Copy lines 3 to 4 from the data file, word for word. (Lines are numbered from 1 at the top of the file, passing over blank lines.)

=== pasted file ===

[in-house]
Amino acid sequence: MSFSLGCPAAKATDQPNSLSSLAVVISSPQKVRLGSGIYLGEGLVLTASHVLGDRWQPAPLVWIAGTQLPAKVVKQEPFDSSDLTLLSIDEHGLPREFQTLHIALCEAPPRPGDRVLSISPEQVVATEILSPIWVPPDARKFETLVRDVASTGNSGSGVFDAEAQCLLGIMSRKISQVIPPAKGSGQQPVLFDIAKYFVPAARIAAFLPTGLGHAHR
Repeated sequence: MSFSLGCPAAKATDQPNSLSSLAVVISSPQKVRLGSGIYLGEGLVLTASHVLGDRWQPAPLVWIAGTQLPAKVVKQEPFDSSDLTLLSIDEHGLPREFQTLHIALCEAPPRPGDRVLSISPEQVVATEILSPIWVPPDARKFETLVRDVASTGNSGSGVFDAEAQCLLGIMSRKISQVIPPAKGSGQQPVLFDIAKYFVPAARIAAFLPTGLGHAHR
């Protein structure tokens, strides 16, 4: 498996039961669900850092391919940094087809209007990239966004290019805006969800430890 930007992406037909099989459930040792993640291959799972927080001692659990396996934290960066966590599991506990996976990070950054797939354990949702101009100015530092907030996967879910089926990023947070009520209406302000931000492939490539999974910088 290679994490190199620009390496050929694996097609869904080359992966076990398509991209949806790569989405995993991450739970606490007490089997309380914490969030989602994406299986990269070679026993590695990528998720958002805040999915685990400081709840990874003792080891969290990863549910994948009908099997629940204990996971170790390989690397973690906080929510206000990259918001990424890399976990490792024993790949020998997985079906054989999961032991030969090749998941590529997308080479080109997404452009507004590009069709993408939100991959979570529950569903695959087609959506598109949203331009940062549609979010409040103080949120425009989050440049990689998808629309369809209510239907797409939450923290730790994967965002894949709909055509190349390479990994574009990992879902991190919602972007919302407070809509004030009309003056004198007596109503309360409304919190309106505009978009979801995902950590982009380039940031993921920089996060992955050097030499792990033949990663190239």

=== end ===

Repeated sequence: MSFSLGCPAAKATDQPNSLSSLAVVISSPQKVRLGSGIYLGEGLVLTASHVLGDRWQPAPLVWIAGTQLPAKVVKQEPFDSSDLTLLSIDEHGLPREFQTLHIALCEAPPRPGDRVLSISPEQVVATEILSPIWVPPDARKFETLVRDVASTGNSGSGVFDAEAQCLLGIMSRKISQVIPPAKGSGQQPVLFDIAKYFVPAARIAAFLPTGLGHAHR
């Protein structure tokens, strides 16, 4: 498996039961669900850092391919940094087809209007990239966004290019805006969800430890 930007992406037909099989459930040792993640291959799972927080001692659990396996934290960066966590599991506990996976990070950054797939354990949702101009100015530092907030996967879910089926990023947070009520209406302000931000492939490539999974910088 290679994490190199620009390496050929694996097609869904080359992966076990398509991209949806790569989405995993991450739970606490007490089997309380914490969030989602994406299986990269070679026993590695990528998720958002805040999915685990400081709840990874003792080891969290990863549910994948009908099997629940204990996971170790390989690397973690906080929510206000990259918001990424890399976990490792024993790949020998997985079906054989999961032991030969090749998941590529997308080479080109997404452009507004590009069709993408939100991959979570529950569903695959087609959506598109949203331009940062549609979010409040103080949120425009989050440049990689998808629309369809209510239907797409939450923290730790994967965002894949709909055509190349390479990994574009990992879902991190919602972007919302407070809509004030009309003056004198007596109503309360409304919190309106505009978009979801995902950590982009380039940031993921920089996060992955050097030499792990033949990663190239």